Most pastors believe it is morally wrong to bet on sports, while few agree it should be legalized nationwide.
By Aaron Earls
Americans wager billions on sport events every year, but don’t bet on many pastors joining in.
A study from Nashville-based Lifeway Research found most pastors believe it is morally wrong to bet on sports, while few agree it should be legalized nationwide.
Though if sports gambling does become legal in their state, many pastors are already planning their response.
“The large majority of pastors oppose sports betting,” said Scott McConnell, executive director of Lifeway Research. “And pastors are willing to put their ministry where their mouth is by being ready to help those hurt by gambling and to discourage people from participating.”
Opposition to sports betting
Lifeway Research spoke with 1,000 Protestant pastors about sports gambling and their churches’ potential responses to it.
Around 6 in 10 (59 percent) pastors agree it is morally wrong to bet on sports, while 32 percent disagree.
A previous study from Lifeway Research found the American public disagrees. Nearly two-thirds (64 percent) disagree that sports gambling is immoral, while 31 percent agrees.
“Twice as many Americans than pastors see no moral dilemma with sports betting,” said McConnell. “There is even a gap within the church as less than half of weekly churchgoers say sports gambling is morally wrong.”
Pastors in the South (62 percent) and Midwest (60 percent) are more likely to agree than those in the West (49 percent).
Fewer younger pastors say sports gambling is immoral. Fifty-two percent of 18- to 44-year-old pastors believe it is morally wrong to bet on sports, while 61 percent of pastors 45 and older agree.
Mainline pastors are more accepting of betting on sports. More than a third (35 percent) disagree that betting on sports is morally wrong, compared to 28 percent of evangelical pastors.
Denominationally, significant majorities of Baptist (71 percent), Pentecostal (69 percent) and Methodist (63 percent) pastors say it is morally wrong to bet on sports. Fewer Presbyterian/Reformed (46 percent) and Lutheran (38 percent) pastors agree.
In 2018, the Supreme Court struck down a 1992 law that prevented state-authorized sports gambling outside of Nevada, but few pastors (12 percent) believe sports betting should be legalized nationwide.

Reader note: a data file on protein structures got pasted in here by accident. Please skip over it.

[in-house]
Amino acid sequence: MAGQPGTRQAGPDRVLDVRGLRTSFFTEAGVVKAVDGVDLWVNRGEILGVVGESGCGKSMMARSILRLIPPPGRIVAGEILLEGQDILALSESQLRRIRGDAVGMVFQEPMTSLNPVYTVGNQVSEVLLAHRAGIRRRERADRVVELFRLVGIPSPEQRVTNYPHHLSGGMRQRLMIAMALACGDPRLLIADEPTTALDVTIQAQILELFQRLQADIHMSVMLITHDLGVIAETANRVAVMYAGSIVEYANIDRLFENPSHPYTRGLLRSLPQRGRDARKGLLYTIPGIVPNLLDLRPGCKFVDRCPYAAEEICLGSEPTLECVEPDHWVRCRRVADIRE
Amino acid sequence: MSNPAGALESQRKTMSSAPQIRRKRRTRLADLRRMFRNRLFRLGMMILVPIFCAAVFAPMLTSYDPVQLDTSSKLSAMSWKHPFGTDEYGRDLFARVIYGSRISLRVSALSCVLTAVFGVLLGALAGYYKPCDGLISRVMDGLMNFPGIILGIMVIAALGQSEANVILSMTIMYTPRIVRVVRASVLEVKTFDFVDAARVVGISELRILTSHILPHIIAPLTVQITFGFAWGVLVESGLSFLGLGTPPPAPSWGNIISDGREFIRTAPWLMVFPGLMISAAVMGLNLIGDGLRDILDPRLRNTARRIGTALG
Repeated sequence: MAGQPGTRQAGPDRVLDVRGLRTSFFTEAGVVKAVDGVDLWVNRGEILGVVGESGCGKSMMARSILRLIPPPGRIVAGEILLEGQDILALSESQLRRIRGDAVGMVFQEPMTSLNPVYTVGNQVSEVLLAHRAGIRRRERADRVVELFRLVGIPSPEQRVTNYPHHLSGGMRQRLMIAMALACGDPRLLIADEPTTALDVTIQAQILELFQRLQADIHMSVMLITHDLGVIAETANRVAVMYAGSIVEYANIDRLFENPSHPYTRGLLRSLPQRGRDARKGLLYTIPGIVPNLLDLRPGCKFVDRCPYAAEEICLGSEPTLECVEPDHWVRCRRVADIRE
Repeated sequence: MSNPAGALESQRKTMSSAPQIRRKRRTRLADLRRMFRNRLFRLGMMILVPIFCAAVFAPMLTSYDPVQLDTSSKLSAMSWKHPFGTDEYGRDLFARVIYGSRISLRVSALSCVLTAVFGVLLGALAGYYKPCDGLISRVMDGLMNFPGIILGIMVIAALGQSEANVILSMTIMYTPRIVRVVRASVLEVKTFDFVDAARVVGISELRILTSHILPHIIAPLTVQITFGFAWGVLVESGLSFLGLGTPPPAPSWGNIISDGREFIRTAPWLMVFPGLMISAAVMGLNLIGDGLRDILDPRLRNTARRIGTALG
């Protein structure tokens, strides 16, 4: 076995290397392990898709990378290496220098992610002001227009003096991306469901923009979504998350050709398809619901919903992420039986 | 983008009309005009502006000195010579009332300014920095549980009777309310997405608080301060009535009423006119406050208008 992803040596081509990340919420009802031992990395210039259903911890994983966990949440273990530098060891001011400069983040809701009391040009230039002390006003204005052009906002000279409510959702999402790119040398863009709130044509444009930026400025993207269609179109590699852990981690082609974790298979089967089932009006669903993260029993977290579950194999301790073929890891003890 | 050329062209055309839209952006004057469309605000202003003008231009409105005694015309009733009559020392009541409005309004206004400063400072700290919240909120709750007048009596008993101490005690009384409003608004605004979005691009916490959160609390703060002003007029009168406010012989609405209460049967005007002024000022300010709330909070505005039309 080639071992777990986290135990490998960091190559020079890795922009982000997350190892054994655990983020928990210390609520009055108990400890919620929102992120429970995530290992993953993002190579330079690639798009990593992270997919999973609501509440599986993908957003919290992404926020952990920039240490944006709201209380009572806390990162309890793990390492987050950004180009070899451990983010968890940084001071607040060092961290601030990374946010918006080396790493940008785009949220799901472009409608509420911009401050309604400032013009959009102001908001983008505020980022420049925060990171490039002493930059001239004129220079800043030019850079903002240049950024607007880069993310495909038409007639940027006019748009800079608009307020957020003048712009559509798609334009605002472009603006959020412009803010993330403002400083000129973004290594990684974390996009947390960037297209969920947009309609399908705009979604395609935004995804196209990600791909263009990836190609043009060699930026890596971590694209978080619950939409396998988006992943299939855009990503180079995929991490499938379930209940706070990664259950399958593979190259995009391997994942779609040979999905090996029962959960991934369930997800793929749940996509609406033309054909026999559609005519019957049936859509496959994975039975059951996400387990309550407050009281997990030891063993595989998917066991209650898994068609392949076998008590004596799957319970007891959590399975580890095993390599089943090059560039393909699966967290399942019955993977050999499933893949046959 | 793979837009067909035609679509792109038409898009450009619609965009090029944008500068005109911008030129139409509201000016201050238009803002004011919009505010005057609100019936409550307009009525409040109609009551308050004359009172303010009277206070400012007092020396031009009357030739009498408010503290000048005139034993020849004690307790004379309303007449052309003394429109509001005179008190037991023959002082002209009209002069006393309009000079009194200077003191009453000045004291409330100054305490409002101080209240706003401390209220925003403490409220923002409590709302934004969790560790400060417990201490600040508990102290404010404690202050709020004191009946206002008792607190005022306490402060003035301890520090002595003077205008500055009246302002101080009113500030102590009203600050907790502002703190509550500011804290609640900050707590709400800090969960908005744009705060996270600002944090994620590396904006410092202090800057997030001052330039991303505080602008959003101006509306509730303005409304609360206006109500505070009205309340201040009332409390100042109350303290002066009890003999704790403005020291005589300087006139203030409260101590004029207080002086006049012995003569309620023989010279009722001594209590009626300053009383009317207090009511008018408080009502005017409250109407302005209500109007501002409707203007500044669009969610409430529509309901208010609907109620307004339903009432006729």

More than 3 in 4 pastors (77 percent) disagree that gambling on sports should be legal across the U.S.
Pastors under 44 are the least likely age group to disagree, but 68 percent still oppose legalizing it nationwide.
Significant majorities of evangelical and mainline pastors, as well as in every denomination, disagree that sports gambling should be legal throughout the country.
Previously, Lifeway Research found Americans, in general, were more split on nationwide legalized sports betting. Half (49 percent) opposed legalization while 40 percent supported.
“More pastors and more Americans oppose legalizing sports betting nationwide than say it is morally wrong,” noted McConnell. “It is clear that many people perceive negative consequences either for the individual or society that go beyond the bet itself.”
If betting on sports becomes legal in their state, many pastors say they will work to discourage it and help those who may be harmed by it.
Almost 9 in 10 pastors (88 percent) say if their state legalizes sports gambling, they will offer counseling for those struggling with debt or addiction.
Majorities say they will use private conversations to discourage participation (65 percent) and offer support groups for gambling addiction (60 percent).
Fewer say they will advocate for stricter laws on sports betting (42 percent) or use sermons to discourage people from participating (33 percent).
One in 20 pastors (5 percent) say they would feel no need for their church to address legal sports gambling at all.
“Pastors are not taking a wait-and-see attitude toward something that is now up to each state,” said McConnell. “They are quick to say that if legalized sports betting comes to their state they will be ready to prevent problems and help those who encounter addiction or debt.”
Aaron is the senior writer at Lifeway Research.
The phone survey of 1,000 Protestant pastors was conducted Aug. 29 – Sept. 11, 2018. The calling list was a stratified random sample, drawn from a list of all Protestant churches. Quotas were used for church size. Each interview was conducted with the senior pastor, minister or priest of the church called. Responses were weighted by region to more accurately reflect the population. The completed sample is 1,000 surveys. The sample provides 95 percent confidence that the sampling error does not exceed plus or minus 3.2 percent. Margins of error are higher in sub-groups.